• Respect for themselves and strive to become better people. This means use every opportunity to coach, develop and support given to you. Especially look to each problem or challenge as a gift to develop, challenge and make progress for others.
  • Work cooperatively with others to continuously improve products and processes. Exactly, but you see, its about developing people through problem solving. Not solve the problem and then we will see about some training for you. I hope you understand the order of thinking and action here!.
  • Do this through genchi genbutsu; through actual time spent on the floor (production/work environment) and Direct interaction with others. Ok this genchi genbutsu concept is not really understood even by experts in the lean field, so how can a simple CEO understand this!. Well, in my next post I will give you the key take-aways for this brilliant and amazing competency development tool. Get your HR Business Partner to read this one.
  • Always think about how to serve the end customer., Yes, but. This is an area where so many business schools (MBA) and alike just got it wrong. The idea here is to understand and provide a service or product not only and exclusively to the end buyer, customer.

Start with the person next to you first. He or she is your customer. If you have a demotivated and dis-engaged employee, how possibly can you achieve a sustainable approach to your customer. “Here you are dear customer”, big smiles, but you know how many employees I killed on the way to bring you this!. Sounds familiar (as a Country Manager I had just such Boss) not to mention the overtime we had to incur in the factory for this!!!.

  • Treat all team members and suppliers as partners in the business. This is so badly understood and manipulated by purchasing departments. You know, perhaps I should give you an example of how at Toyota we worked so hard with suppliers on “open book costing lean leadership” that they (suppliers) always end up making more profit after our discussions. You don’t believe me, I’ve done it, been there.
  • Work to make others on the team better. This is an extension of the above themes put another way.
  • Work to positively impact society and the environment. Yes, Yes, Yes. Its so incredibly sad we have to wait for people like Sir Richard Attenborough, COVID-19 and Pope Francis Fratelli Tutti and a few others to start to think seriously how to change our personal way of living so we can all share in the gifts of our home planet.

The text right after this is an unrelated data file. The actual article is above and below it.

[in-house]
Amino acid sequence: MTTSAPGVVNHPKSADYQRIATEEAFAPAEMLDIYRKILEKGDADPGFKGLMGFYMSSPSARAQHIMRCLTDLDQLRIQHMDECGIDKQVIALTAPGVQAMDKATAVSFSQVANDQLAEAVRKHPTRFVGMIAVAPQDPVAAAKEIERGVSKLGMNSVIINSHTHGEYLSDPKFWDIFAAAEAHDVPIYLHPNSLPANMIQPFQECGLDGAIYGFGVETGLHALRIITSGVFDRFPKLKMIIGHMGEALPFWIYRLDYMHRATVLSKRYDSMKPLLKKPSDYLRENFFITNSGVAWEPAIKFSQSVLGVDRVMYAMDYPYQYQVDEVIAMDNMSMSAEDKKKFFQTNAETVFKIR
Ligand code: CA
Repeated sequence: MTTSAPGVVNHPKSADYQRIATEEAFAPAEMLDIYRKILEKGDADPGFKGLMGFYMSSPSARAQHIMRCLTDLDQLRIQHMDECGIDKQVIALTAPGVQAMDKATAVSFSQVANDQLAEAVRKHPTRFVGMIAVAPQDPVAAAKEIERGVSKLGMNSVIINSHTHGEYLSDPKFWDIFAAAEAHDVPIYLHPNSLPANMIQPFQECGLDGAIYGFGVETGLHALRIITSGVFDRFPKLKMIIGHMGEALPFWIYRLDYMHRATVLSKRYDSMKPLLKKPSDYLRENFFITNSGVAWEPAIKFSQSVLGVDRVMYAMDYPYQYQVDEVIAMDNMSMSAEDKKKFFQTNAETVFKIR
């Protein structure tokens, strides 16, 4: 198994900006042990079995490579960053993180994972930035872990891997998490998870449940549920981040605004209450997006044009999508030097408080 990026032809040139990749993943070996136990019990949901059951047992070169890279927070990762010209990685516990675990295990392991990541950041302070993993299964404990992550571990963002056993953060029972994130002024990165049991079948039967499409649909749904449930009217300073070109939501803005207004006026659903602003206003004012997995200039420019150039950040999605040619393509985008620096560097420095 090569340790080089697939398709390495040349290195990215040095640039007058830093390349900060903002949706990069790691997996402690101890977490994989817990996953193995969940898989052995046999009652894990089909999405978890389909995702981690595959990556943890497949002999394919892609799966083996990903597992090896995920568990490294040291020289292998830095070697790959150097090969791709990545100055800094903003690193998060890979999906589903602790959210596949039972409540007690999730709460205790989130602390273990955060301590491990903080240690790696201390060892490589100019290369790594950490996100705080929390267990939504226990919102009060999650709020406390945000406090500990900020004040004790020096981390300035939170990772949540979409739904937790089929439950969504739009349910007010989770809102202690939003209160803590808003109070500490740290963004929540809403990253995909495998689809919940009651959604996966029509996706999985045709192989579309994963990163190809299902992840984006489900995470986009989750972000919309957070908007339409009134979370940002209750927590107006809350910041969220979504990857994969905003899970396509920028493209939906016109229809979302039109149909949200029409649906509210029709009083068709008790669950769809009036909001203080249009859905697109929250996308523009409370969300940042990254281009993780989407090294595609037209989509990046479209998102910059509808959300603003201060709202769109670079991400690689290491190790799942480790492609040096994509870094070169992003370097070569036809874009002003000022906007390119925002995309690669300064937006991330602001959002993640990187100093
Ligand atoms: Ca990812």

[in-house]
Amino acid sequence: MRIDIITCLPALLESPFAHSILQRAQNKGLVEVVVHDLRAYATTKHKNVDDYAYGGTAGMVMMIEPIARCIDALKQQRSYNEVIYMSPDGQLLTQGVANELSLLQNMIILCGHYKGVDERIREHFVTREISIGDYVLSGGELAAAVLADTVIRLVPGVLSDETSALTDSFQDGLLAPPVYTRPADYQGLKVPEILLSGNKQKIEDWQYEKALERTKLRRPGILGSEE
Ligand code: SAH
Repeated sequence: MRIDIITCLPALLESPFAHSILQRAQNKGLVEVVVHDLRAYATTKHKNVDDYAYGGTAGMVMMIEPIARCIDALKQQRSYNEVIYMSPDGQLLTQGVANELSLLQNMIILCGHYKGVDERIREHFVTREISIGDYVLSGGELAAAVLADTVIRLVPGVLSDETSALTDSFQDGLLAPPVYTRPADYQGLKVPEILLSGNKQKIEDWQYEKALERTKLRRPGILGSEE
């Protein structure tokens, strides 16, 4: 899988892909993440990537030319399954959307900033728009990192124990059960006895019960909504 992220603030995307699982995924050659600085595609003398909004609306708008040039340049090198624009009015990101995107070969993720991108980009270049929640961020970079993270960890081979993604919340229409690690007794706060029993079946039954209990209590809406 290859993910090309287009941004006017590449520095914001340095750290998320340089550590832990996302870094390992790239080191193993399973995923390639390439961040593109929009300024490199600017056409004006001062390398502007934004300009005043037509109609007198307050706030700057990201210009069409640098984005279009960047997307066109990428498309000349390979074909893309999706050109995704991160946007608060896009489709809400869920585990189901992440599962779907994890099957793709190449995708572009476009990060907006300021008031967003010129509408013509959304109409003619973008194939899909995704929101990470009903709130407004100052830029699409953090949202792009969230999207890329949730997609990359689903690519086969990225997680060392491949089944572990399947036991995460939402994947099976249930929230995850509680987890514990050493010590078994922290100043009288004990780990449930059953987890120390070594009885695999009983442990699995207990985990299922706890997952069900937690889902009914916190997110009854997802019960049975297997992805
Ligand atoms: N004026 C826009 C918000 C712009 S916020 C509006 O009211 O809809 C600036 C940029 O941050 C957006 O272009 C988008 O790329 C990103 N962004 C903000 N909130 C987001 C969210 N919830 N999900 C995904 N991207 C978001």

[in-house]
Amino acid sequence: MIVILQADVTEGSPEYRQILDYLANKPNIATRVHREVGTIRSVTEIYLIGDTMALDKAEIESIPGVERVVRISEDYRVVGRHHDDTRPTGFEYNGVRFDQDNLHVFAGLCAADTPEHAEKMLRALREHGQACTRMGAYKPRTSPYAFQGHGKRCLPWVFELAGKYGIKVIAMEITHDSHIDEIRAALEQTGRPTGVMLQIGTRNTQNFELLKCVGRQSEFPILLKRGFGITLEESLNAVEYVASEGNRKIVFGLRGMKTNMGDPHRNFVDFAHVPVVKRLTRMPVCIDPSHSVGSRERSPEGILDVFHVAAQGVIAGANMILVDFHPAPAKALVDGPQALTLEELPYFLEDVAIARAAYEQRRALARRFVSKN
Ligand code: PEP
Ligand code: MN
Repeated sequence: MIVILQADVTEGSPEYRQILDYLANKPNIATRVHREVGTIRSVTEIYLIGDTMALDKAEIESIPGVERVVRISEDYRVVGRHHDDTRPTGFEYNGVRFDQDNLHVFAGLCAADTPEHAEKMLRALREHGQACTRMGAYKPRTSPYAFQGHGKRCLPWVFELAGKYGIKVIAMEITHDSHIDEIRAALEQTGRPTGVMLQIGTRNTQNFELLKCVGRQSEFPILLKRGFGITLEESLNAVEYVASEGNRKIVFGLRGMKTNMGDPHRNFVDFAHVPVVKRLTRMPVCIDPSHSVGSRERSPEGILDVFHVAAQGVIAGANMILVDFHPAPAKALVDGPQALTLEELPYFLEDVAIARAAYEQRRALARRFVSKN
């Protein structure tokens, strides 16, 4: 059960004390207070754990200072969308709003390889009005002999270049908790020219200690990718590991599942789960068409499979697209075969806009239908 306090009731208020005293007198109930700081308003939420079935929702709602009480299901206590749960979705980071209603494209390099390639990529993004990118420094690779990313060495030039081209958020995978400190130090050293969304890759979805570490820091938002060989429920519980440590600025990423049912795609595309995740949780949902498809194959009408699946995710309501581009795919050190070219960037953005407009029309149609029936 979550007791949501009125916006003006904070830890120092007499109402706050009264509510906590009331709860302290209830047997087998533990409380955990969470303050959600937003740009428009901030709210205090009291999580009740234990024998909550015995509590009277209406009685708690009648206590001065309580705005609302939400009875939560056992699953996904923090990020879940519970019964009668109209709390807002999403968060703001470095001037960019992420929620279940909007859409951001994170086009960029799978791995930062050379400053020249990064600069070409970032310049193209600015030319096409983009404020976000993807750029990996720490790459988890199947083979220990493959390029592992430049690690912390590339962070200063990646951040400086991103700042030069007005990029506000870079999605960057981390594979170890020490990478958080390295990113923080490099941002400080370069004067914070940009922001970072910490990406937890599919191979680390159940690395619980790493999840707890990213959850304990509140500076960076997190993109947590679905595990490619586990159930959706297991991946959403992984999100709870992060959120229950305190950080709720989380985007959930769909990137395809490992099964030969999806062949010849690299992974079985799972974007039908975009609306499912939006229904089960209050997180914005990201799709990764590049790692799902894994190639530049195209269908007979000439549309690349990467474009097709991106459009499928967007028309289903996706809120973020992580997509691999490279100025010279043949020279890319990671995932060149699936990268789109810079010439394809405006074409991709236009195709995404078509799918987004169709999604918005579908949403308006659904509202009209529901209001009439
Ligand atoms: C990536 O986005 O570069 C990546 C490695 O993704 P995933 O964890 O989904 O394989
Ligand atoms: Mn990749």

I was so touched when I saw one of my clients supporting two children in a poor war stricken country with education, financial assistance, books and so on. Whilst another was donating money to a project in Sudan so that a village could have its own water supply. This would mean the young girls from the village would not have to spend all day every day walking many kilometre in fetching water from a lake which was drying up, and be able to attend school.

Habit 10 is looking to your role as a leader of a team and as a member of the team. It also opens the hearts and minds of leaders  to the wider issue that we are all one village, with many tribes, who should working together for a common purpose and meaning.


In PART 3 of this case study, I will go continue with Habits  10 focusing on:

  • How leaders are taught to build their authority at Genchi Genbutsu (publicly unavailable information) and in part 4,
  • How Genchi Genbutsu, problems solving, building ones authority and engagement of employees work in described above.

Build you organisation by allowing your people to focus on structured problem solving.

What Toyota focuses on is “Developing People through Problem Solving”, with a great deal of support mechanisms around the word “support”.

In the case of this business, the support came from the 16 Habits.

I hope this case study has shown how this system works and why it works.

If you would like to know more, please contact me, Mark Forkun on: